Sea Isle City 2018: Day 2
Today was a better day for me. After I vented in my last post, I took a timeout and then went to the beach for a little while. I just say there with my boyfriend and his family and “extended” family. The reason I say “extended” family is because they are all actually just good friends who all met years ago. It’s like a group of 5 families, and they are now three generations in. It turned out to be this big circle of beach chairs that everyone in our group was sitting at. There must have been at least 15 people there, but it felt like so much more. And in the inside of the chairs were two huge lone beach towels laid out. I guess the circle started to form around the chairs and by the time everyone got there it turned into a circle.
I just kept thinking that it must feel amazing to have a group of friends that large. There is always someone there for you. I have never had anything like that. I never had that “group” setting, because none of my friends ever really interacted with one another. So, when I would hang out with a friend, it was always either just us.
In high school, I didn’t care about my friends social status or backgrounds. I hung out with the stoners, preps, nerds, athletes, emos, and every other classification. I think the closest that I came to a group of friends was sitting with the same people at lunch every day… when I actually bothered to go to school that is.
I always watch shows where people have a big group that they hang with and everyone knows everyone, and they all get along great, and they know one another so well… Does it actually happen like that in real life? I mean it must, right? I wonder if it’s like the for everyone and I was somehow left out? I wonder if it has anything to do with the fact that I dropped out of high school in 10th grade and opted to get my GED instead.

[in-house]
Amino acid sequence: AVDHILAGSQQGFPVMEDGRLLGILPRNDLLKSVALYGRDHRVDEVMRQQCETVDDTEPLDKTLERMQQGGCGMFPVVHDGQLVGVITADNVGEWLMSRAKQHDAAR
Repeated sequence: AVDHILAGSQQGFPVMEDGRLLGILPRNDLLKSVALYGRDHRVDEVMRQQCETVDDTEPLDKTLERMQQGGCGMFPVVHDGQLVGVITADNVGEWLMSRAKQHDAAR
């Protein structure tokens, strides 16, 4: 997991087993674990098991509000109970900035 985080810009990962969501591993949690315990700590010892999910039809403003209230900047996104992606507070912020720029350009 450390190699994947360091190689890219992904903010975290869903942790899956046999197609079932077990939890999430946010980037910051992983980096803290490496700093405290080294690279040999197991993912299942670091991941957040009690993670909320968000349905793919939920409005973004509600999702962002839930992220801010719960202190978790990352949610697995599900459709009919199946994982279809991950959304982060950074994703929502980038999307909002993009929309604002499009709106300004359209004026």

It seems like that is when all of these groups are formed, and then they somehow all stay friends after high school and grow up and watch each other get married and have kids. Then their kids have kids, and all of a sudden it is three generations later and they are still friends, and all their kids are friends, and their grandkids are growing up with their friend’s grandkids.
Okay, I believe that I went off track here. I just started rambling.
Anyway, I just feel like I missed out because seeing all these friends and their families all together in one place just makes me wish I could have experienced something so amazing. That’s all. It didn’t really make me sad or anything. It’s a remarkable thing to witness.
I could probably get along with those people who are in this group if I could just open up a bit, start talking more, and stop hanging out in dark corners all gloomy like. But my social anxiety really restricts what I allow myself to do. Like most people with social anxiety, it’s hard for me to meet new people and start up conversations. Even though I have seen these people every summer for the past five years, I just cannot loosen up and get comfortable with them long enough for me to try to be in their “inner circle.” It’s literally only once a year for seven days that I see my boyfriends “extended” family. My social anxiety gets the best of me.
Other than my sporadic episodes of social anxiety, today has been okay for me. I am looking forward to tomorrow. I may go to the Sea Isle City boardwalk and maybe do some shopping for the boyfriend. I do want to get to the beach tomorrow too. Perhaps I can convince him to go with just him and me. Spend some one-on-one time together at the beach so that I can use it as an opportunity to take some more pictures.
Until Next Time…
Samantha is the author of "My Bipolar Mind: You're not alone," she is also a freelance writer, blogger, and mental health advocate who runs and manages her own mental health blog MyBipolarMind.com.